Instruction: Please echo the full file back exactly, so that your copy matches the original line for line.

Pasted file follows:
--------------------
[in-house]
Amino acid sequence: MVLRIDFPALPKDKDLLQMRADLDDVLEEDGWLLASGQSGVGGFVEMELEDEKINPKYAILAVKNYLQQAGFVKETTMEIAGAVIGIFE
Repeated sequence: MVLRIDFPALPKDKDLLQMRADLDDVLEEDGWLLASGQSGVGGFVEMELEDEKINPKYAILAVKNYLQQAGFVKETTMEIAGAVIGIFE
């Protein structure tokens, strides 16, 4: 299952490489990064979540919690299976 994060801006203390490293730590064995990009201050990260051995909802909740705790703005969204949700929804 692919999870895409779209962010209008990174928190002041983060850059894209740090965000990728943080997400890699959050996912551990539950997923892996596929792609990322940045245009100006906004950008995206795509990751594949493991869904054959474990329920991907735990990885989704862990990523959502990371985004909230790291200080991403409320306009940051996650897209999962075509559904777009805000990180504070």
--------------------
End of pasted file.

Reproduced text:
[in-house]
Amino acid sequence: MVLRIDFPALPKDKDLLQMRADLDDVLEEDGWLLASGQSGVGGFVEMELEDEKINPKYAILAVKNYLQQAGFVKETTMEIAGAVIGIFE
Repeated sequence: MVLRIDFPALPKDKDLLQMRADLDDVLEEDGWLLASGQSGVGGFVEMELEDEKINPKYAILAVKNYLQQAGFVKETTMEIAGAVIGIFE
């Protein structure tokens, strides 16, 4: 299952490489990064979540919690299976 994060801006203390490293730590064995990009201050990260051995909802909740705790703005969204949700929804 692919999870895409779209962010209008990174928190002041983060850059894209740090965000990728943080997400890699959050996912551990539950997923892996596929792609990322940045245009100006906004950008995206795509990751594949493991869904054959474990329920991907735990990885989704862990990523959502990371985004909230790291200080991403409320306009940051996650897209999962075509559904777009805000990180504070």